And then, he envisions, seeming almost eager at the scene imagined, she will bend beside the fire, murmur to herself about how she lost that one true love, who (unmarked by her, it seems) set out for the wilderness to travel lonely there, or else lost himself in the urban chaos of faces, one more pedestrian blurring past her every day. And I would always ask my class then, and I ask you now, what is this poem? Is it a love poem?
It seems to me (and of course I tipped my hand early on, in the post’s title) that Yeats is writing on some level about the “Nice Guy problem” that men seem to complain about online these days, or at least there is a sudden awareness of what I think is a long-standing male complaint. It’s sometimes colloquially called “getting friend-zoned”—the nice, timid, devoted male friend thinks he’s the only guy who REALLY gets how special this beautiful girl is who spends all her time surrounded by admirers, and he feels somehow unjustly treated by her, since she never takes him out of “the friend zone”, this conjectured mental space where lovely women apparently deposit their opinions of “nice”, timid, devoted male acquaintances. This isn’t all that nice a poem, if my thesis is right—it begins and ends where it does because that’s what’s emotionally satisfying to him. The image of her, old and alone, staring sadly into the fire and leafing through the poetry of the guy she never gave a fair chance (but now knows was probably a little too good for her—certainly miles better than those flashy guys she dated). Talk about some serious emotional issues, eh?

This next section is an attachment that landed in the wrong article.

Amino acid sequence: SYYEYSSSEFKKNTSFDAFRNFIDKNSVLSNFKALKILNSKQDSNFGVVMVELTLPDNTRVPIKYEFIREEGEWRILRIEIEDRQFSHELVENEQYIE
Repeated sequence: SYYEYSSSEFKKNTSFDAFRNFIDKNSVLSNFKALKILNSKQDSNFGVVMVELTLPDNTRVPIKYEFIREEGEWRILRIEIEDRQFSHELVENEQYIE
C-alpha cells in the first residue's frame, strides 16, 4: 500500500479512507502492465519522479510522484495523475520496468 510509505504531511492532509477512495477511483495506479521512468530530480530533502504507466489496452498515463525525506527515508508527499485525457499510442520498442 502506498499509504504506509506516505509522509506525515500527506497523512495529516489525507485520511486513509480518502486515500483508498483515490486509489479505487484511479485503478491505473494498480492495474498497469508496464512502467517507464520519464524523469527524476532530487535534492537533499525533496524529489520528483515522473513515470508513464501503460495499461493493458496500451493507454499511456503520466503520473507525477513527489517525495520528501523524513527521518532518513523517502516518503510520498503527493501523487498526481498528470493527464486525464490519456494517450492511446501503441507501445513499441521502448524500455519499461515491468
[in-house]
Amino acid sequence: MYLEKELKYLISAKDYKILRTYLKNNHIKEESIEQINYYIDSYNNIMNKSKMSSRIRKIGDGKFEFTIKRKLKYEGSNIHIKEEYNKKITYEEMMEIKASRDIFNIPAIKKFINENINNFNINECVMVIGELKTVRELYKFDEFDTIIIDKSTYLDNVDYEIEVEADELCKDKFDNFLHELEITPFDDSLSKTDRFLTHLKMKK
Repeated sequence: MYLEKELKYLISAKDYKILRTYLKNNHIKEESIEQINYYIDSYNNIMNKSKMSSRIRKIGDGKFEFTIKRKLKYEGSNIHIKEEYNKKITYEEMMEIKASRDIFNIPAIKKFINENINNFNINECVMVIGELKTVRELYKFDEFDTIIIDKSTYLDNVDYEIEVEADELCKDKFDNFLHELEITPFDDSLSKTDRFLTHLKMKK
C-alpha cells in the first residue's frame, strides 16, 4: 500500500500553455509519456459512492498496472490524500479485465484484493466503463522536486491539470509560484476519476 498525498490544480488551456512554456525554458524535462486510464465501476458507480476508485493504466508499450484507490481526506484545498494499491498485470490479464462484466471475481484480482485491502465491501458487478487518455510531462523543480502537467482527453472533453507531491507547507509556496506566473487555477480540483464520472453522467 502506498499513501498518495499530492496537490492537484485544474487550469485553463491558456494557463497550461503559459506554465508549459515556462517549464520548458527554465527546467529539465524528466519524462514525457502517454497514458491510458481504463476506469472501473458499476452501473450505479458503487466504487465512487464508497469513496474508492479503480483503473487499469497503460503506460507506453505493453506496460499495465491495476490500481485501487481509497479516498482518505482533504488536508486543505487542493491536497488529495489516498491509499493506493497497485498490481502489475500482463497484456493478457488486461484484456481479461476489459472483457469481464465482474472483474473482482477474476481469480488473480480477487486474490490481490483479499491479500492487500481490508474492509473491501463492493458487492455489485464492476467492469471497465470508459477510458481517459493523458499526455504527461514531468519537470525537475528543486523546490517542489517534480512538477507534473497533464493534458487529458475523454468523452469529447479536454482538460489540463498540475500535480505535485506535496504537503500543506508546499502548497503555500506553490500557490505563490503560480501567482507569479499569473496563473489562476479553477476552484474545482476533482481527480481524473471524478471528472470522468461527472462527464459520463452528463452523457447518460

But that’s not the only reading, of course! Usually I could count on students to advance other possibilities, but I’ll just take the clearest one (and the reason this has been one of Yeats most-anthologized poems). The poem is simple, direct, and sweetly phrased—there’s almost no hint of bitterness in the words chosen. It’s wistful—the poet hoping that someday she realizes what she meant to him, not because he wants to twist the knife, but because his feelings meant so much to him (drove him into the mountains and the faceless crowd, ultimately) that he wants to believe that she will, at least once in her long life, recognize them and understand. The poem shuts no doors, draws no lines in the sand, casts no judgments, and pronounces no decrees. So why assume it’s the claws of an angry cat?
And I turn it over to you—what kind of poem is this? Why did Yeats write it, and what are we to make of it? Is it a bitter “friend-zoned” poet soaking luxuriously in the thought that the woman who spurned him will one day ache with sorrow over it? Or a nostalgic wish from a man who will always remember that girl with the haunted look and wish her well, wherever she is? Or something else entirely? Perhaps the Labor Day weekend will afford us all time to mull it over, and to offer a comment or two here on this post, if you like—thanks, as always, for your attention to this humble space and the poems that fill it!